Opinion: US does not get to dictate terms of engagement with China in climate or any other area
Published: Aug 31, 2021 01:22 AM

File Photo:VCG

During his planned trip to China, US special climate envoy John Kerry "will press Chinese leaders to declare a moratorium on financing international coal-fired projects," the Wall Street Journal reported.

Here again, US unilateralism is dictating the terms to other countries according to its own political interests and trying to force others from an alleged position of strength.

The US believes it can smoothly shift the gears on the trilogy of "compete, cooperate and confront" China. However, the China-US engagement should not be dictated by Washington.

Right after the Biden administration release of its 90-day report on the origins of the coronavirus, which is part of its China smear campaign, it has turned its attention to press China on climate change issues. This has emerged as an important area of potential cooperation between the US and China despite rising tensions.

It is apparent that a global crisis like climate change is best addressed by the global community united as one, and with the support of both China and the US, the world's two largest economies and emitters of carbon dioxide.

However, any cooperation between China and the US can only take place on the grounds of mutual respect and negotiation on equal footing. One side prescribing a list for the other to conform does not fit in today's world. 

While the US continues lambasting China in other fronts including trade, technology and human rights, it has worsened high-level relations to cooperate with China on climate change.

China has manifested its commitment to address the issue of climate change and has announced its carbon emission reduction goals to achieve carbon neutrality by 2060.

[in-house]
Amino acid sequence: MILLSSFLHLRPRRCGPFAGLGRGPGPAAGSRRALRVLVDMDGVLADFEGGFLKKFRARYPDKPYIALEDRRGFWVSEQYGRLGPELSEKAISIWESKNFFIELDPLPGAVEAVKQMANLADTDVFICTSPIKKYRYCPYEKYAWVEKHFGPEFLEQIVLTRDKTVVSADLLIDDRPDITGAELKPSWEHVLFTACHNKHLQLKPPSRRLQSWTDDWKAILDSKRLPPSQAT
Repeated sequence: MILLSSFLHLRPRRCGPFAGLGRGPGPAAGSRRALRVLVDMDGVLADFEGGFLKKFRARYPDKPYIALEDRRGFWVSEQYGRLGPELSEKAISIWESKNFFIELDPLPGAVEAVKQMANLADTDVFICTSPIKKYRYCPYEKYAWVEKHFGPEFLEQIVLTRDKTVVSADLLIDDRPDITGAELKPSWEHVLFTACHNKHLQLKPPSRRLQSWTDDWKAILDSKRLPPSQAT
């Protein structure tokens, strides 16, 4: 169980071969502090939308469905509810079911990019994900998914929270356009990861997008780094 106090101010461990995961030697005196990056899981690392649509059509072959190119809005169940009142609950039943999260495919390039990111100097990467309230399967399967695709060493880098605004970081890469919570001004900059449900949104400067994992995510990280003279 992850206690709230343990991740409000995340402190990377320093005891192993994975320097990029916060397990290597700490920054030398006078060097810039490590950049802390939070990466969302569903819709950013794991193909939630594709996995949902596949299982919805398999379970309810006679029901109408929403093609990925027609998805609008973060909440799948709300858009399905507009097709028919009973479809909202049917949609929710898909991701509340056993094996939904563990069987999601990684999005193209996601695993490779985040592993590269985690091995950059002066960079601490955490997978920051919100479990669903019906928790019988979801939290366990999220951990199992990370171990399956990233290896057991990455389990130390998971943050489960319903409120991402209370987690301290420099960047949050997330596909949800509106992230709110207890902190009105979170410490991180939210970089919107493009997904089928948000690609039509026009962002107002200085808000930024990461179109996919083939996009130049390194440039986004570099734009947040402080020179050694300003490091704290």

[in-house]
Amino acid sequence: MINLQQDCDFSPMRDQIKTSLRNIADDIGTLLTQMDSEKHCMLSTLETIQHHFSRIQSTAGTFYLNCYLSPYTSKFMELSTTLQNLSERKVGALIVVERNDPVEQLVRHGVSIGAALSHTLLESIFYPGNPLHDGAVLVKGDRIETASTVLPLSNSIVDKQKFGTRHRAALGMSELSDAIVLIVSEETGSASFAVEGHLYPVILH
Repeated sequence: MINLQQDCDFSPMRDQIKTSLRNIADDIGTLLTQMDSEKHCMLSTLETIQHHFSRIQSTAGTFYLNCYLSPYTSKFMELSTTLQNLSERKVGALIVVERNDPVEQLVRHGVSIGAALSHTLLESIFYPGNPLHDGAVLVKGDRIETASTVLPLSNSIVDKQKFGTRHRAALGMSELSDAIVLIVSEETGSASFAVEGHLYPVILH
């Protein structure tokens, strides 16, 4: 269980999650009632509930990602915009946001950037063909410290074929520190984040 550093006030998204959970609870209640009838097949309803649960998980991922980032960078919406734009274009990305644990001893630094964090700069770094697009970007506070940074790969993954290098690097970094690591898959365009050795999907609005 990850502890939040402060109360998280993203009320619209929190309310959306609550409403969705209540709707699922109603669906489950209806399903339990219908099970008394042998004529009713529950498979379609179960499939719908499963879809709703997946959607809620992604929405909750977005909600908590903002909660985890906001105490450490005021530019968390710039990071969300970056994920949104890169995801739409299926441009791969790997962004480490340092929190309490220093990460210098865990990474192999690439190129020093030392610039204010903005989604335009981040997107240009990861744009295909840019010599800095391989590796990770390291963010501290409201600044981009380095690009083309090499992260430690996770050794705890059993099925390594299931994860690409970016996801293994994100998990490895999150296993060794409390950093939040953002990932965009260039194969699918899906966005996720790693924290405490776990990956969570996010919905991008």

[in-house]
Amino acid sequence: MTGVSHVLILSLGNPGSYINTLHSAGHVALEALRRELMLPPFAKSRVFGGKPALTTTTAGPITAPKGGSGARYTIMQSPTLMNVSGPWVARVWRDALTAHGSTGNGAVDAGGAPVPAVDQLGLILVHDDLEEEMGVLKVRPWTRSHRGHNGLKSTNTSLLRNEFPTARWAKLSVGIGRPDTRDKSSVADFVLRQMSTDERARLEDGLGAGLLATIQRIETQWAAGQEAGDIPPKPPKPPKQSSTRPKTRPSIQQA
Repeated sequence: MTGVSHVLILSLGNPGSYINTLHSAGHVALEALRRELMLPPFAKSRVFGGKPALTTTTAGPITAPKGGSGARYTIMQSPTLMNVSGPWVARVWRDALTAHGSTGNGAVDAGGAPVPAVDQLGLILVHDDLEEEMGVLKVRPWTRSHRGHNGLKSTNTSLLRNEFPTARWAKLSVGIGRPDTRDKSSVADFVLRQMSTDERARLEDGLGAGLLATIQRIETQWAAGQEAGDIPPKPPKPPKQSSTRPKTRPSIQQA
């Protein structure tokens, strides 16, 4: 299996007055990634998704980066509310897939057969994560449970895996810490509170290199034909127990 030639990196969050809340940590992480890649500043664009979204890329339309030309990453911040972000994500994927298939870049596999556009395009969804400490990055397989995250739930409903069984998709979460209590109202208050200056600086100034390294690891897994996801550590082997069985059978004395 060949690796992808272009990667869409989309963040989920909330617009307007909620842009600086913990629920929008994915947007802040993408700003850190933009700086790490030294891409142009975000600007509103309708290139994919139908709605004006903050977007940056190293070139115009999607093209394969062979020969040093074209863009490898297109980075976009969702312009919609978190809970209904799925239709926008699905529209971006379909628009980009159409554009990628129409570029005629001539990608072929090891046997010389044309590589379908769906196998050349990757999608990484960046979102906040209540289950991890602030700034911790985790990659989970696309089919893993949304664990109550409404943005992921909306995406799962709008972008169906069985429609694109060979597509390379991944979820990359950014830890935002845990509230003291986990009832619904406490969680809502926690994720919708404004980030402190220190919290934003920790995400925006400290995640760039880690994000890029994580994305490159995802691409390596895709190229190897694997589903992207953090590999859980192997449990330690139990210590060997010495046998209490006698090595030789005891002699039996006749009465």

Those commitments are made in front of the international community and China has been implementing energy cooperation projects under the framework of the Belt and Road Initiative in an open manner and following strict green development standards.

A January report by the International Institute of Green Finance showed that in 2020, new-energy projects such as wind, solar and hydropower have for the first time become the primary target for China's overseas energy investment, rising to 57 percent from 38 percent in 2019.

At the same time, the US' pledge to reduce emission at double the pace of what was announced by the Obama administration, has met some serious scrutiny. Needless to say, the country needs to rebuild its image in the international community after a four-year-long backpedaling by the Trump administration.

Besides green financing, China's pivotal role in fostering a global shift toward renewable energy is manifested in its role as the global supplier of new-energy products. Nearly 70 percent of all global photovoltaic products are supplied by Chinese companies. 

China has earlier emphasized the installation of renewable energy products. In Pakistan, the China-Pakistan Economic Corridor includes not only coal-fired plants, but also hydropower stations, wind farms and solar installations. 

There is no need to reject or even criticize coal-fired power plants. For many developing countries, their shift toward renewable energies cannot be completed overnight, and the economic costs and development stages need to be factored in to achieve a practical and early result. Coal-fired plants address their energy shortages in a cost-effective way and their development needs should not be denied.

This is especially true when the funds promised by developed nations, which reached $100 billion annually before 2020, are long due.

China has also been researching on clean-coal technology and sharing it with developing countries.

Chinese companies led the construction of the 600 MW Hassyan Clean Coal project in Dubai, United Arab Emirates, powered using clean coal and high technology and the first clean coal energy plant in the Middle East. The project's design, which also had the participation of American and French companies, has the highest environmental protection standards.

The US needs to stop its unilateral approach to cooperation with China on climate change as it does not get to dictate the terms .

The article was compiled based on an interview with Gong Ting, associate research fellow, China Institute of International